All experimental results are presented as the mean ± standard error of the mean and were analyzed by SPSS 21.0 software (SPSS Inc. Chicago, IL, USA). Different groups were compared by one-way analysis of variance (ANOVA). The independent-sample t-test was used for comparisons between groups. A value < 0.05 was considered statistically significant.

3. Results

3.1. Identification of Twelve Compounds in BSHXDS by HPLC Analysis

To compare the different chromatographic peaks of BSHXD, Chinese herbal medicine monomers, and BSHXDS, we collected BSHXDS at 30 min and identified 12 compounds from 75 (Figure 1). Twelve drug prototype compounds were identified in the blood, as shown in Table 4.

3.2. Abnormal Apoptosis of DSCs in URSA

The morphology of DSCs was observed by electron microscopy, as shown in Figure 2(a) and 2(b), revealing more irregularly spindle-shaped, poorly shaped, and unsaturated cells and cell fragments in the DSCs of URSA compared with NEP-derived DSCs. Flow cytometric analysis was used to calculate the apoptosis rate of DSCs at the early stage of apoptosis as shown in Figures 2(c) and 2(d). The apoptosis rate of DSCs in URSA (5.20%) was higher than that of DSCs in NEP (2.55%) at the early stage () (Figure 2(c) Q3).

There were still a few apoptotic cells at the early stage of apoptosis in NEP DSCs (Figure 2(a)), and the NEP DSCs had an even higher apoptotic ratio (5.86%) than URSA DSCs (2.66%) (Figure 2(c), Q2). It is possible that some of the DSCs extracted from the decidual tissue after curettage had died. Moreover, an increased percentage of viable cells in the same culture bottle and the same electron microscope field indicated faster apoptosis.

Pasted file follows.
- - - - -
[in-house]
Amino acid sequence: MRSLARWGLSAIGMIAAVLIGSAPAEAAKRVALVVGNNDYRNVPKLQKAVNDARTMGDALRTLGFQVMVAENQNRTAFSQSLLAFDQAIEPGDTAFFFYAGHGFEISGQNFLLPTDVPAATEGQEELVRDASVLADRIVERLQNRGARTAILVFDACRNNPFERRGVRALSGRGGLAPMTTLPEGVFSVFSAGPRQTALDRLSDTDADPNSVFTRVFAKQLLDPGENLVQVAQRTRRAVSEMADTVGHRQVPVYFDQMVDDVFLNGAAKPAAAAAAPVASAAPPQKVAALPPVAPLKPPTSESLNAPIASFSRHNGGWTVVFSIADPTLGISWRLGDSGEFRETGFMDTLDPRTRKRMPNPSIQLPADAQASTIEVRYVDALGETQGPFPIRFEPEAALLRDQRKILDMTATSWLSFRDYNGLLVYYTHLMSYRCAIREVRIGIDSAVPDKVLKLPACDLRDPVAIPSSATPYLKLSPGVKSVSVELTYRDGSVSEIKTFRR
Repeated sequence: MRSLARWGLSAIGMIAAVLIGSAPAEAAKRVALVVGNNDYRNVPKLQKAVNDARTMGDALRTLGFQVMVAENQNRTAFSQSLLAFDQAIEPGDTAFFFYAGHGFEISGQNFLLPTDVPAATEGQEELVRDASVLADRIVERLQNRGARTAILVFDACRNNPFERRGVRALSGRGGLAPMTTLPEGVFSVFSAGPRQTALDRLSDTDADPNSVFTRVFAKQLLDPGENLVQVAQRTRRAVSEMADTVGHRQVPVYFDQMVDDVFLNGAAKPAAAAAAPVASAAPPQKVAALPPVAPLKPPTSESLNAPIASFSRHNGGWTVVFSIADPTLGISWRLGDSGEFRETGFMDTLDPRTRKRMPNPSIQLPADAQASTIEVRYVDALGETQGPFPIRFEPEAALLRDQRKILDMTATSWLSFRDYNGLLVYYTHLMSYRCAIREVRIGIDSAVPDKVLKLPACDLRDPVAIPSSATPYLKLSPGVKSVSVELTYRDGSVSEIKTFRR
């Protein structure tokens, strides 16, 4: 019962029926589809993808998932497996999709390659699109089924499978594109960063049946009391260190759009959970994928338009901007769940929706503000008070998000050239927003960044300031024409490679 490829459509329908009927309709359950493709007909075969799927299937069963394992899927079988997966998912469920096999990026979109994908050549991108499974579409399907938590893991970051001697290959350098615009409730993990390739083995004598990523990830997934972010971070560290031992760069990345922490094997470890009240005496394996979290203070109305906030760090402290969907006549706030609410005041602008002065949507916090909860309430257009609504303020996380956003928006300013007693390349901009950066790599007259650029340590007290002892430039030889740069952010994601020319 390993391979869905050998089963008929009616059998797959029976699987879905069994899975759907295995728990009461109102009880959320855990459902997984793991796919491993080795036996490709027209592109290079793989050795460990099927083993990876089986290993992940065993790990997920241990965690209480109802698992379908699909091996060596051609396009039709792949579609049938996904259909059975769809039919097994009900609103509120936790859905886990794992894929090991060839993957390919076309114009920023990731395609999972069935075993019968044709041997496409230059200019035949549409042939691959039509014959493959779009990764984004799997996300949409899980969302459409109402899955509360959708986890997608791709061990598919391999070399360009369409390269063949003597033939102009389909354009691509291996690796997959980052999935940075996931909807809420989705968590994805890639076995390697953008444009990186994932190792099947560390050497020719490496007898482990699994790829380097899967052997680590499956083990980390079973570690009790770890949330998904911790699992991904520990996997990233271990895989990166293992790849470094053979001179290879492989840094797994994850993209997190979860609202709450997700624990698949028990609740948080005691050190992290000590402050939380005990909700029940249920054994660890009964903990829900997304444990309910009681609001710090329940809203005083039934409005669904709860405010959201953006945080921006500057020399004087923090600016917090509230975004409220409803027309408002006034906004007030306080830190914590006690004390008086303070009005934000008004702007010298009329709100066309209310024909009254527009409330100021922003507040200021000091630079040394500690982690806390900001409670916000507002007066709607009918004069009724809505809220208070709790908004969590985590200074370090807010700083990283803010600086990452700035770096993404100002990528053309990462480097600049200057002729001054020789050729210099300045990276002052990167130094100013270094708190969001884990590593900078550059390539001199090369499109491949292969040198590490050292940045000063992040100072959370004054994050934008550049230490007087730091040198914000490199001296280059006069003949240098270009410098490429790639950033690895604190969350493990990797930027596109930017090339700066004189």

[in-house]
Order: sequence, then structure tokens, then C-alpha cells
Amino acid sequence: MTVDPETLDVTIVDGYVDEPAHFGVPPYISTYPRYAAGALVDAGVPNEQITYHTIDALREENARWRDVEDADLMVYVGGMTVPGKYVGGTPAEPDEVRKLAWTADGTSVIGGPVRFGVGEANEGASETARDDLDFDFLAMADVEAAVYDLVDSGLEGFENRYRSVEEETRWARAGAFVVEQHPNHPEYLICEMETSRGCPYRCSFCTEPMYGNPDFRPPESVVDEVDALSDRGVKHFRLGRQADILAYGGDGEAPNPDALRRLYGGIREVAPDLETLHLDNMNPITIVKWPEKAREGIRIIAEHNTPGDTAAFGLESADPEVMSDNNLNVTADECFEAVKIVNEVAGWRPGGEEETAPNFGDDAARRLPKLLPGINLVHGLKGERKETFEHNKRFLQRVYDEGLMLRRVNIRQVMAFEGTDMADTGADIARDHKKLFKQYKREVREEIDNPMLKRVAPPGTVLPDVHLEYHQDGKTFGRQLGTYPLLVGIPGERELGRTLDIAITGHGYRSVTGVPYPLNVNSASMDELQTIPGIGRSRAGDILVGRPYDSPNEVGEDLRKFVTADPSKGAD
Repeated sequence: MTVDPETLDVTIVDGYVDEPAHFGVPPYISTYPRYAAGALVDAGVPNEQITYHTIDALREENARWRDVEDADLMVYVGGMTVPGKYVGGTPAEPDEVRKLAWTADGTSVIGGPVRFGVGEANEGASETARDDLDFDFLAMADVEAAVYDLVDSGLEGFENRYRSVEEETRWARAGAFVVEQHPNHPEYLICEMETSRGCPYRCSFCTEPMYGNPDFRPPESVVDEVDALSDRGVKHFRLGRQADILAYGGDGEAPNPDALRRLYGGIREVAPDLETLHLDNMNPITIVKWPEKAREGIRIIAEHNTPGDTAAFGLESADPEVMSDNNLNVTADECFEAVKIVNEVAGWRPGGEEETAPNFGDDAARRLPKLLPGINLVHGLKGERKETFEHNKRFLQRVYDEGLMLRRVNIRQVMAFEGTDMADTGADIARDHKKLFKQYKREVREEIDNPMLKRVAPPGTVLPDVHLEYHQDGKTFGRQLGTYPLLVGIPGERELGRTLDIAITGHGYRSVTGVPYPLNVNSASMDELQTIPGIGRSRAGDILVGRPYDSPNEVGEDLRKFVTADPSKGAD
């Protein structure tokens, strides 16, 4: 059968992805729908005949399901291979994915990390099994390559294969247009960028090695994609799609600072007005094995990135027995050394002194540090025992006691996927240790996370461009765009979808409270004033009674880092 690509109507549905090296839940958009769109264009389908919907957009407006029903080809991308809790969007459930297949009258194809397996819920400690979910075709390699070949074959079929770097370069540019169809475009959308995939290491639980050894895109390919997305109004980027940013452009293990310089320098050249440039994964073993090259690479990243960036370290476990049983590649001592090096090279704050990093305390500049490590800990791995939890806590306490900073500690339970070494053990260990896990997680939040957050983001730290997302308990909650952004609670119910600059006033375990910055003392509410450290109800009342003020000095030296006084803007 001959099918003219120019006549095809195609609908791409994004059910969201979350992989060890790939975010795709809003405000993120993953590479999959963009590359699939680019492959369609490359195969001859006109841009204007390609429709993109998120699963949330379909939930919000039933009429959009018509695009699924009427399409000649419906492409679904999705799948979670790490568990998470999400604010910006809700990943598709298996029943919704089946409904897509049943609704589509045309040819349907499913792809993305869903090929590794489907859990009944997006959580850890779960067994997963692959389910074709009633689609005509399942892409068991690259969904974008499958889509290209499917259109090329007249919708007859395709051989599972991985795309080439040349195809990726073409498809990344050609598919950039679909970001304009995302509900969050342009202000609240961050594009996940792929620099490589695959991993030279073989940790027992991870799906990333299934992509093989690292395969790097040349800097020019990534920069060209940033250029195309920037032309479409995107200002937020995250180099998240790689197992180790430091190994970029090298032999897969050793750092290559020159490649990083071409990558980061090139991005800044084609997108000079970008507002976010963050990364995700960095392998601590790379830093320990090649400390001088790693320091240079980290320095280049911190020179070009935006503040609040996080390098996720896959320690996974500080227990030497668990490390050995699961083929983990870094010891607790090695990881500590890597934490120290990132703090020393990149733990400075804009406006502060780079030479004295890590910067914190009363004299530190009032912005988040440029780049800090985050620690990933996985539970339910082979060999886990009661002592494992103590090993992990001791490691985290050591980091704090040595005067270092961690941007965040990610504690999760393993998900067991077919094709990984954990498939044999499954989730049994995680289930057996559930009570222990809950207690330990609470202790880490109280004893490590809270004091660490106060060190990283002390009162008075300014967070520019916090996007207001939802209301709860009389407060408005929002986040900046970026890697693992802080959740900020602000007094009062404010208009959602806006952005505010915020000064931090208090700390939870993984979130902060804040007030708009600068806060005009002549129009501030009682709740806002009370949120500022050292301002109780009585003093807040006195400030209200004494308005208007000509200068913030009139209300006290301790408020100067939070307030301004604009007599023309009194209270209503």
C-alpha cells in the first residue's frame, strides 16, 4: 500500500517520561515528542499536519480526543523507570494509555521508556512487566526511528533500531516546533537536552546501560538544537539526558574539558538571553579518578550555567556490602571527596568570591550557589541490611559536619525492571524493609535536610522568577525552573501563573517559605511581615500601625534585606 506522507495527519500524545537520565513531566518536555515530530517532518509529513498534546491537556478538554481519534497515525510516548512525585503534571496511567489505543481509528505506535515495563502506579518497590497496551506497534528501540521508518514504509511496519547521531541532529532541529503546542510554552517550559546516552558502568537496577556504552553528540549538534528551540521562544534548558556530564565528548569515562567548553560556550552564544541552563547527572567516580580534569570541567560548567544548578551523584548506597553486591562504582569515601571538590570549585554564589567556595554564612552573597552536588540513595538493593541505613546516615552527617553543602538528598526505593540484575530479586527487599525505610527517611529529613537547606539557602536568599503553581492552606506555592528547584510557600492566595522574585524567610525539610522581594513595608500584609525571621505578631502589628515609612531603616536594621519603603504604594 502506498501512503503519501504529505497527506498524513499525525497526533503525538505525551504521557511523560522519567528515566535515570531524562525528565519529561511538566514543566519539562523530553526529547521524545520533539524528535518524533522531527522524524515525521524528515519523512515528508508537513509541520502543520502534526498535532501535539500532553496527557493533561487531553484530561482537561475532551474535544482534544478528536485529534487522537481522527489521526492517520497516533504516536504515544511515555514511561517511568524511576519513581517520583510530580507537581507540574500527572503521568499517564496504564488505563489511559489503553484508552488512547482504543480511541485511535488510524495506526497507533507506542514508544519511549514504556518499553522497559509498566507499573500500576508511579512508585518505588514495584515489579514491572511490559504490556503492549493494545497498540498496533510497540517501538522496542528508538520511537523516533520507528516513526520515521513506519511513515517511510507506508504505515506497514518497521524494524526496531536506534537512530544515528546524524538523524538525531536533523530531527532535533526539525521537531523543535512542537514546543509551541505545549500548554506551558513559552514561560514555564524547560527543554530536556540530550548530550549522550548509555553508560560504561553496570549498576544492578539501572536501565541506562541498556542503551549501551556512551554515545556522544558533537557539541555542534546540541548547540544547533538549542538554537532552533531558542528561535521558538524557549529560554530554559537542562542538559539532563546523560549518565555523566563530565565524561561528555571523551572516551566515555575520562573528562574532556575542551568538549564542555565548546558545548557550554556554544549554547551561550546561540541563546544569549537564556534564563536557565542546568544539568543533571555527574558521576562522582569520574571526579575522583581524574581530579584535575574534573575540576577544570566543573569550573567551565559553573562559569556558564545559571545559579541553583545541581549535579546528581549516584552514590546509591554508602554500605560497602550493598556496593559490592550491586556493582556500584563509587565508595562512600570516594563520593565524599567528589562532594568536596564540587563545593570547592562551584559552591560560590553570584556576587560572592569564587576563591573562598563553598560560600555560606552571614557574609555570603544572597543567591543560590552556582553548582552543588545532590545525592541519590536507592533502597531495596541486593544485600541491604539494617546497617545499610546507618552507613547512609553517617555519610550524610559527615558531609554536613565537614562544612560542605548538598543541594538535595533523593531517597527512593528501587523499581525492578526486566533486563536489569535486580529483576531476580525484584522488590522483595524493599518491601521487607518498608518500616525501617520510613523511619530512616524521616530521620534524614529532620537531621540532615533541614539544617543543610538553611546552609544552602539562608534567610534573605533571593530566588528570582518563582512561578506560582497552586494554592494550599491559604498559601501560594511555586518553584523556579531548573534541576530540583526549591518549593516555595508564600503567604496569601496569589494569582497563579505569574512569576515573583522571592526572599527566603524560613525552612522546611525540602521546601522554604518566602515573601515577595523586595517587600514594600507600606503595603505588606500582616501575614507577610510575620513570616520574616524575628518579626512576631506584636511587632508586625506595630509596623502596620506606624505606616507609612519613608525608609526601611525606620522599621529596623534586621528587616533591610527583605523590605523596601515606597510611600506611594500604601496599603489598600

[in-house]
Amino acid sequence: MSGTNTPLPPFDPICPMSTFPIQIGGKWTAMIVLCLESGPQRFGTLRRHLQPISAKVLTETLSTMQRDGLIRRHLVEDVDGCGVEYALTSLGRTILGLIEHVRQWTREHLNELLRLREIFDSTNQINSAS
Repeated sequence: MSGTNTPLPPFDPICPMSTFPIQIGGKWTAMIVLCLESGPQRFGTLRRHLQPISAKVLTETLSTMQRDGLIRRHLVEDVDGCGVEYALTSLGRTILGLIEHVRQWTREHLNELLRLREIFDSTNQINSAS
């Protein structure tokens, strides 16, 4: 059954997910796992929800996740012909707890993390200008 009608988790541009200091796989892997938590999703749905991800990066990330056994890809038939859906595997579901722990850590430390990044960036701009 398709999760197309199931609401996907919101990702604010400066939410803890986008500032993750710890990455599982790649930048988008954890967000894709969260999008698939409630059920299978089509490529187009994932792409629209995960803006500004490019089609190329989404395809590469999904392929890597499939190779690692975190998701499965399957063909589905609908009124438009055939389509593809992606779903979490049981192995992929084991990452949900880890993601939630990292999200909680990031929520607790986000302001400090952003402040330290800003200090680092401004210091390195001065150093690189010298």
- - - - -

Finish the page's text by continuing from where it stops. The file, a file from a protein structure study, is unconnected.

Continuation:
3.3. rhIL-17A and LY294002 Regulate Proliferation in DSCs via PI3K/AKT Signaling

In this study, we hypothesized that IL-17A ameliorates abnormal apoptosis by regulating PI3K/AKT pathway. The cell proliferation index of DSCs in NEP and URSA induced by rhIL17-A is shown in Figure 3(a) and 3(b), among which the percentage of 30 ng/ml rhIL17-A was significantly different in cell proliferative index compared to the control () (). To determine whether PI3K/AKT signaling could affect the proliferation of DSCs in vitro, the cell proliferative index of DSCs in NEP induced by LY294002 (a PI3K pathway inhibitor) was subsequently measured. As shown in Figure 3(c), treatment with 10 μM LY294002 resulted in the lowest cell proliferation index (). In addition, we detected the activated p-Akt in URSA DSCs (Figure 3(e)).